To improve the fiscal space and manage high levels of debt distress, a growing call for extending the debt moratorium under global initiatives like the Debt Service Suspension initiative is timely. Central banks can continue to keep the balance of supporting the economy and maintaining financial stability. This further involves enhancing tax reforms and improving debt management capacities, while using limited fiscal space to invest in priority sectors. Exploring sustainability-oriented bonds and innovative financing instruments options such as debt swaps for SDG investment should be explored further.
Fiscal space is still constrained, however. In order not to overstrain government finances, stimulus should work through the financial sector, be targeted, temporary and self-limiting. Financing schemes will have to be designed to minimise impacts on future fiscal deficits, while maximising growth revival. Fiscal stimulus can be increased to the point where reduction in debt ratios due to increased growth equals the increase in debt ratios from further borrowing. Changing the composition of expenditure and cutting flab would enhance the growth boost.
In addition to economic considerations, the policy paradigm must mainstream affordable, accessible and green infrastructure standards, while promoting social equality and environmental sustainability principles as enshrined in the Paris Agreement. As we scale up the use of digital technology and innovative applications, the financing support of micro, small and medium-sized enterprises must go hand in hand with these national job-rich recovery strategies.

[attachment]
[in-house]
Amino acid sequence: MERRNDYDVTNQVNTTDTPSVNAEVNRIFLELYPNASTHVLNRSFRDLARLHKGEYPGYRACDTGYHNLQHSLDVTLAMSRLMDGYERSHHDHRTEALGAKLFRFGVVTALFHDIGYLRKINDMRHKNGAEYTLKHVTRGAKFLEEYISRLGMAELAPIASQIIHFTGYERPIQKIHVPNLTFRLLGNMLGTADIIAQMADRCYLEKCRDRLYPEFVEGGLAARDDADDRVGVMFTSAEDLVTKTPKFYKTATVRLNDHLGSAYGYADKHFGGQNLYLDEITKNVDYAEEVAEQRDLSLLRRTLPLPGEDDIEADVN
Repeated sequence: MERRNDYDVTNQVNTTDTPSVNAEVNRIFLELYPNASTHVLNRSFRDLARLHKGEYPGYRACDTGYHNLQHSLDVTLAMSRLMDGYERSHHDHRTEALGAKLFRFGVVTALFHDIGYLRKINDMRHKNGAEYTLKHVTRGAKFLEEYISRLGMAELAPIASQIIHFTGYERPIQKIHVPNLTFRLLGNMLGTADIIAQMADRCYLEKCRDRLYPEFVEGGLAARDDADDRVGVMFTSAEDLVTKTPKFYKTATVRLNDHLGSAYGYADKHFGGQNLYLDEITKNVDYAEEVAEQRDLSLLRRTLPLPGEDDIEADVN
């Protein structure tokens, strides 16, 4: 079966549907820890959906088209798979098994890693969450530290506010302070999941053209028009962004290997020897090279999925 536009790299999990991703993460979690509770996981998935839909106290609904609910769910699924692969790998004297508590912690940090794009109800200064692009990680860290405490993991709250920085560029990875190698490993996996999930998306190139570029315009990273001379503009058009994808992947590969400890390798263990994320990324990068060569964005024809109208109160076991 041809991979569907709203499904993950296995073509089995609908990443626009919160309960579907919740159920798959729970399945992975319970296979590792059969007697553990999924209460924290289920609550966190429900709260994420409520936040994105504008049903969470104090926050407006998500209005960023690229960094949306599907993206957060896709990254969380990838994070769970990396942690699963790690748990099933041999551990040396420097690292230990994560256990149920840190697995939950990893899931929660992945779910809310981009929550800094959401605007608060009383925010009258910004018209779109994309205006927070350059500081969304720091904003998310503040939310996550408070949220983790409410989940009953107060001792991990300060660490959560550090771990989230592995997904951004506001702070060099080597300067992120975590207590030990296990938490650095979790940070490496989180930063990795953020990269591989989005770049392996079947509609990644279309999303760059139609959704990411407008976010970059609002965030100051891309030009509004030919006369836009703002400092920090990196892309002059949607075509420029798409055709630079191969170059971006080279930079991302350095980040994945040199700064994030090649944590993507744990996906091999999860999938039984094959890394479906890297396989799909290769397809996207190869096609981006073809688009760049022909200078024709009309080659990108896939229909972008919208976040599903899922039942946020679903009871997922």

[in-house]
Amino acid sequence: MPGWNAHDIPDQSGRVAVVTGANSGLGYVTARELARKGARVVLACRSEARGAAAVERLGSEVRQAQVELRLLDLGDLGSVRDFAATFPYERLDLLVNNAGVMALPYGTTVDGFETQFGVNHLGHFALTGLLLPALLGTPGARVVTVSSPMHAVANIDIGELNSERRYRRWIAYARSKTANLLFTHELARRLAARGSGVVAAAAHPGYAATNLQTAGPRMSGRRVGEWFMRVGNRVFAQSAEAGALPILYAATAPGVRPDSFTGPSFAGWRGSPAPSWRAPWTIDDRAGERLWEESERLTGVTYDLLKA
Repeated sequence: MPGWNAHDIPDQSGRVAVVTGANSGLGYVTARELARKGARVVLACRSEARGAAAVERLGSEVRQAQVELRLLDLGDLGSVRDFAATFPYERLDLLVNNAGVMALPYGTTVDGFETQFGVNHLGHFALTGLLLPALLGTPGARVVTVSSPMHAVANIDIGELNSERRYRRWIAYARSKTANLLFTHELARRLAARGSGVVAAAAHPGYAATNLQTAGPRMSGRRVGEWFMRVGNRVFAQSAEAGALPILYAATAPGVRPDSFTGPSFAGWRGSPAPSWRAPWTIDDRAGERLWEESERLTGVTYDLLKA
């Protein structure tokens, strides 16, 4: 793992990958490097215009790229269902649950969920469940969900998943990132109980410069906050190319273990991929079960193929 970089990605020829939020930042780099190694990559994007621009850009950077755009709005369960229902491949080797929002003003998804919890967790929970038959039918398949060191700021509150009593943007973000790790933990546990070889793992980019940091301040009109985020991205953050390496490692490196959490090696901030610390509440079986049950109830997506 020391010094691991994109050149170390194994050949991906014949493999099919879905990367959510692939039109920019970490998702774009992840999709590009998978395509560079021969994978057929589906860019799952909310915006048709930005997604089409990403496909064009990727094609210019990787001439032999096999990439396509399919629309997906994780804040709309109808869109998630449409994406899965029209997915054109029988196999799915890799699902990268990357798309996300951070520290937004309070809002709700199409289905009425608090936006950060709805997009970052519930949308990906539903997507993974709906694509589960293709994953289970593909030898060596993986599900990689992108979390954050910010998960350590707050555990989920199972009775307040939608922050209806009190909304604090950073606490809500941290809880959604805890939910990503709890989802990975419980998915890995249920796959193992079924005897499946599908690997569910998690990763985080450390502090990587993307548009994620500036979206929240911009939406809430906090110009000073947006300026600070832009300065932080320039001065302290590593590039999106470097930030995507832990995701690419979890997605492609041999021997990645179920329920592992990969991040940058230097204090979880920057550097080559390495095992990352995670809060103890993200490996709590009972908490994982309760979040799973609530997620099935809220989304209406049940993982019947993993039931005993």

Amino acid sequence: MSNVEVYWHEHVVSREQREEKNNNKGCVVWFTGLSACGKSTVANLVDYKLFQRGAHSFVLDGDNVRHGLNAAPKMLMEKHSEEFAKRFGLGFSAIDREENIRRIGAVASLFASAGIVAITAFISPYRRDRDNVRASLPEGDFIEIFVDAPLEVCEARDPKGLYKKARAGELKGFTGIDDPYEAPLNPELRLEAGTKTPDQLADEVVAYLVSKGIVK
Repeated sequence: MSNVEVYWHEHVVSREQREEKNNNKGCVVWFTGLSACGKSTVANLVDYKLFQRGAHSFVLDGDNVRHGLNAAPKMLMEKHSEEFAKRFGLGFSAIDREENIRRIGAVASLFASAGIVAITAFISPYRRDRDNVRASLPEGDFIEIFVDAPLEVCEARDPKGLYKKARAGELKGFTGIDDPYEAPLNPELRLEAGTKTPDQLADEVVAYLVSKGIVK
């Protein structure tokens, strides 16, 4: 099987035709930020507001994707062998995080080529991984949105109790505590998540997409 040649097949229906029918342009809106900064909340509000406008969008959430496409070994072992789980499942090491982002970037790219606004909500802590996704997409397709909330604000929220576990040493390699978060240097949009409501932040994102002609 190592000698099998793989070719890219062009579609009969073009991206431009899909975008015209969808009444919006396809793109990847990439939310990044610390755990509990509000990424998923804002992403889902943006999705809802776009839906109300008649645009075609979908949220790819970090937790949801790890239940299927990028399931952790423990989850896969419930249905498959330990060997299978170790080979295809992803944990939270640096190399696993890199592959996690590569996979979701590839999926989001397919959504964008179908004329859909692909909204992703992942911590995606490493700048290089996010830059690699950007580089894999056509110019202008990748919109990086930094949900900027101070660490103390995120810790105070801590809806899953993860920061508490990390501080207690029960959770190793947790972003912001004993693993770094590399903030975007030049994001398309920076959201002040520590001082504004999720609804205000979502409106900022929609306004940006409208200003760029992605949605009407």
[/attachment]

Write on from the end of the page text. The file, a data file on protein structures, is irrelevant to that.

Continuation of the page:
As the impact fall on world over, thus the regionally coordinated financing policies are essential to restart trade, reorganise supply chains and revitalise sustainable tourism in a safe manner. Across Asia and the Pacific, governments must pool financial resources to create regional investment funds. Strengthening regional cooperation platforms to ensure that all countries receive an equitable number of doses of the vaccine on short notice to everyone everywhere is particularly essential.
The economic rescue measures announced by the Finance Minister, such as more loans to small and medium scale enterprises and loosed credit standards, can help the recovery by allowing businesses to find their feet soon.
But the key will lie in the implementation of these measures. Previous attempts by the Reserve Bank of India and the government to flush the system with liquidity, have failed to improve credit flow to businesses. The government must also ensure that bureaucratic red tape does not kill any nascent recovery at a time when businesses, whose balance sheets have been hit hard by the crisis, need the freedom to adjust to a new economic reality. The government should emphasis on self-reliance as its new economic agenda.
Connecting the Article
Question for Prelims
Which among the following is referred as the National Income?
(a) Net National Product at Factor Cost
(b) Net National Product at Market Price
(c) Gross National Product at Factor Cost
(d) Gross National Product at Market Price
Question for Mains
Fiscal stimulus is the key to revive economic growth in post COVID India. Discuss